Influence is the product manger’s best tool
Published (updated: ) in Product Engineering, Startups.
The product organisation is unusual in that it achieves its goals through influencing other parts of the company rather than through a managerial relationship with individuals that sit with its direct reporting line.
A typical product group will have a leader reporting into the CEO who then has product managers reporting into them. The number and complexity of those products will determine how deep that org chart is but the people actually doing the implementation are usually part of another reporting group e.g. engineers report up to the VP, Engineering (or perhaps the CTO).
This is of course a generalisation, but it’s rare to have engineers reporting into the product manager, for example. The same applies to other aspects of the company – marketing reports though the VP, Marketing or CMO. Sales is led by the VP, Sales or CRO. And so on.
Despite this, the product manager is working very closely with all these areas of the organisation. They define large parts of what the work is (but not the how) but are unlikely to be directly assigning tasks or “managing” the team they are working with.
This means that good product managers must rely on their powers of influence and persuasion to make a case and explain why something should be implemented. They have no direct reporting authority or rank, so must take care to build up respect and authority by the quality of their work.
In practical terms, this means:
- Understanding the customer better than anyone else. Sales might know best about what prospects are looking for before they become customers, and support might understand key pain points in product usage for existing customers, but it is the product manager who should have the best understanding of the customer as a whole, across their entire lifecycle using the product. Product manager activities should involve bring on sales calls, visiting customers on-site, participating in UX reviews, dipping into support tickets and chats, running feedback sessions with sales and support, and triaging customer feedback.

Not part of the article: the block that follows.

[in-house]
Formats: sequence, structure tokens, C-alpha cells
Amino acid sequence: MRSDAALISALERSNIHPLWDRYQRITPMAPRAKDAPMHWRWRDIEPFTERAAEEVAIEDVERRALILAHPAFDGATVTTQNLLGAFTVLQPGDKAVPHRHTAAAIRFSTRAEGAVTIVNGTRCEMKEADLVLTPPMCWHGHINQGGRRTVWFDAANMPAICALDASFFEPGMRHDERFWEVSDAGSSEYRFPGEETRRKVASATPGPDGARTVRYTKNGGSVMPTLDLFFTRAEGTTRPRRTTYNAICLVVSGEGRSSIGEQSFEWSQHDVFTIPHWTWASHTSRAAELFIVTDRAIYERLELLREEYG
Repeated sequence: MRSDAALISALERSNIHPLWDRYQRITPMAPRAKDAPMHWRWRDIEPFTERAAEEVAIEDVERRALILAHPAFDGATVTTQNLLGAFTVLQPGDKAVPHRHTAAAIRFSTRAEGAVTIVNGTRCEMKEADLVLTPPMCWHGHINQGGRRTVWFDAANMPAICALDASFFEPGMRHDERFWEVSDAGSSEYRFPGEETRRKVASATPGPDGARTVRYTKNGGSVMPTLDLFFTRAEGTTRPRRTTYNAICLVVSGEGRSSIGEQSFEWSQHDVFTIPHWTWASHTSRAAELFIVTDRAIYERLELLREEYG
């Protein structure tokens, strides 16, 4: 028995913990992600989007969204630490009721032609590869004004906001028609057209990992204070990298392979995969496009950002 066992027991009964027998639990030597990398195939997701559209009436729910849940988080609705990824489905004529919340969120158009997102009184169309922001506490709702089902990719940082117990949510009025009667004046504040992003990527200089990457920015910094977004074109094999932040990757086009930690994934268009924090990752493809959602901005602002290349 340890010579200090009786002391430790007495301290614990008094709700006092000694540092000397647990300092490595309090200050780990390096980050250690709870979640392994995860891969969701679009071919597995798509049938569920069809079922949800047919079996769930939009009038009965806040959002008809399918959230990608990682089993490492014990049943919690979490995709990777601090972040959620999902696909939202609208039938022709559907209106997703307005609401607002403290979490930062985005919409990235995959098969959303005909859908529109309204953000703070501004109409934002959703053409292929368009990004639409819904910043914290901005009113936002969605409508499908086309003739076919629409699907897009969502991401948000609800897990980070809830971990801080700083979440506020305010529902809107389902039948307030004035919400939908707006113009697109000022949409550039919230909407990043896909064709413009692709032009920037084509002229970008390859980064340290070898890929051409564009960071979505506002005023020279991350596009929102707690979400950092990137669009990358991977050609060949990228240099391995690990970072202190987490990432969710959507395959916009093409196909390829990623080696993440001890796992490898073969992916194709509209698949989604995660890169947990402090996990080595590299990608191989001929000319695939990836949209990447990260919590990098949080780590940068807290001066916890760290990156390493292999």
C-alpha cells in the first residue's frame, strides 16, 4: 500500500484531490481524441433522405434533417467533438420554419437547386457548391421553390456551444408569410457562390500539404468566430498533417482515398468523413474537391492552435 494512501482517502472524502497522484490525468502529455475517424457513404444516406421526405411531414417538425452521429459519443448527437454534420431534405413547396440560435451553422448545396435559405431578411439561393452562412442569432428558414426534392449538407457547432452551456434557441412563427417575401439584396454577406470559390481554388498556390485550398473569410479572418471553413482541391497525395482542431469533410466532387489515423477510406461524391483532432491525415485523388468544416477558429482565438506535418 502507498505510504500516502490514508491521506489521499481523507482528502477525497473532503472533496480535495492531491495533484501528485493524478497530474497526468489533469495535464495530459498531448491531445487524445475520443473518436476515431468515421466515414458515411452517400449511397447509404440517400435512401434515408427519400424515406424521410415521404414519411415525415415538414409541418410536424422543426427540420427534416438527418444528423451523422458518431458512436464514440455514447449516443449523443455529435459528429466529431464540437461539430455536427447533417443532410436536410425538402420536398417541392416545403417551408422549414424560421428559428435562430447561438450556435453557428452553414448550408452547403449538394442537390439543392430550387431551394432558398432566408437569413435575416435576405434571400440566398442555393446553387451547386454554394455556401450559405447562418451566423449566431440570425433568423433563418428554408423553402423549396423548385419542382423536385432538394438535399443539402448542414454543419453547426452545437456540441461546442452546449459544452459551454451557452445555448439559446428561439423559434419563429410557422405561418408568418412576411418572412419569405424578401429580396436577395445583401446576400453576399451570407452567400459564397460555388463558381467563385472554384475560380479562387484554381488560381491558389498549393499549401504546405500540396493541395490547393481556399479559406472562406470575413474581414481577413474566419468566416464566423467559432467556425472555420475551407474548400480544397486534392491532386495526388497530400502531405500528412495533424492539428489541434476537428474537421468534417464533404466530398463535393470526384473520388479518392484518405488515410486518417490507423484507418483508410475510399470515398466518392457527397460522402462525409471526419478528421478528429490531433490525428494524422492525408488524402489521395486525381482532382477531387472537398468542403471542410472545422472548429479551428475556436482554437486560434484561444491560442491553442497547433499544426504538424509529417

- Understanding the market better than anyone else. Marketing probably know how to generate the widest reach in the most targeted way and finance truly understand how margins should be optimised, but the it is the job of the product manager to understand why one marketing idea might be better than another based on an understanding of how customers consider alternatives, buy and then use the product. And to give finance the input they need about competitive pricing and operational costs. Product manager activities should involve collaborating on the go-to-market plan, reviewing funnel statistics, engaging with analysts, understanding infrastructure costs, testing competitor products, positioning product pricing packages against features and customer personas, discussing deal win/loss reasons with sales and understanding churn reasons.
- Communicating across the organisation. Communication is the biggest challenge in any company, and only gets more difficult as it grows. There are so many levels of granularity in delivering a successful product so it is crucial that everyone understands the long term vision and how that translates into each feature release. Product manager activities should involve discussing the strategic plan with the CEO/executive team and with the wider product manager group, testing out pitches with real customers (can you articulate how you got to where you are today, and where the product is going?), sending out regular product updates to customers (newsletters) and internal groups (changelogs), building training decks for sales/support, then delivering the training itself, writing up roadmaps, converting feedback into product specs, helping debate the prioritisation of key initiatives and explaining to sales/support why something is going to be done (or not done).
Product management truly is the job with the most cross-company influence but is least able to rely on rank and position to derive authority. It means it is one of the more difficult roles to start from scratch in, but has the most opportunity to build influence and authority through results.